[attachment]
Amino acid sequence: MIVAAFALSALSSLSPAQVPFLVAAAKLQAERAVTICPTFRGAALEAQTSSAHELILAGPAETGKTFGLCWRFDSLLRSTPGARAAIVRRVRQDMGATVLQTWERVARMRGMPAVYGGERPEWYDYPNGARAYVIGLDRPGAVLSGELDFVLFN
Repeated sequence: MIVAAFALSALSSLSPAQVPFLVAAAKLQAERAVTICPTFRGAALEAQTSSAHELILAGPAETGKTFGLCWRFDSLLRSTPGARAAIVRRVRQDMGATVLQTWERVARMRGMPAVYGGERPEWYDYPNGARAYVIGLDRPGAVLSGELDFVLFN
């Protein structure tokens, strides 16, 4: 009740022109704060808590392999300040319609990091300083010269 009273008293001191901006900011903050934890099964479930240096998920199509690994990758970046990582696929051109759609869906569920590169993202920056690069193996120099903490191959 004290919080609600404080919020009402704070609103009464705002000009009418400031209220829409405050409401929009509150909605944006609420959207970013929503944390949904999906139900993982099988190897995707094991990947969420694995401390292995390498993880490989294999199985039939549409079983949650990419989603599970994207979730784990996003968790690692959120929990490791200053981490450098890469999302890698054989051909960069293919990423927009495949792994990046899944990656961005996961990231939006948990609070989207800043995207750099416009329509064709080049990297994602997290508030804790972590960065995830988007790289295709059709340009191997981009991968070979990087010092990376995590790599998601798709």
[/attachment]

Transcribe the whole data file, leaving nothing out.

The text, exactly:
Amino acid sequence: MIVAAFALSALSSLSPAQVPFLVAAAKLQAERAVTICPTFRGAALEAQTSSAHELILAGPAETGKTFGLCWRFDSLLRSTPGARAAIVRRVRQDMGATVLQTWERVARMRGMPAVYGGERPEWYDYPNGARAYVIGLDRPGAVLSGELDFVLFN
Repeated sequence: MIVAAFALSALSSLSPAQVPFLVAAAKLQAERAVTICPTFRGAALEAQTSSAHELILAGPAETGKTFGLCWRFDSLLRSTPGARAAIVRRVRQDMGATVLQTWERVARMRGMPAVYGGERPEWYDYPNGARAYVIGLDRPGAVLSGELDFVLFN
């Protein structure tokens, strides 16, 4: 009740022109704060808590392999300040319609990091300083010269 009273008293001191901006900011903050934890099964479930240096998920199509690994990758970046990582696929051109759609869906569920590169993202920056690069193996120099903490191959 004290919080609600404080919020009402704070609103009464705002000009009418400031209220829409405050409401929009509150909605944006609420959207970013929503944390949904999906139900993982099988190897995707094991990947969420694995401390292995390498993880490989294999199985039939549409079983949650990419989603599970994207979730784990996003968790690692959120929990490791200053981490450098890469999302890698054989051909960069293919990423927009495949792994990046899944990656961005996961990231939006948990609070989207800043995207750099416009329509064709080049990297994602997290508030804790972590960065995830988007790289295709059709340009191997981009991968070979990087010092990376995590790599998601798709």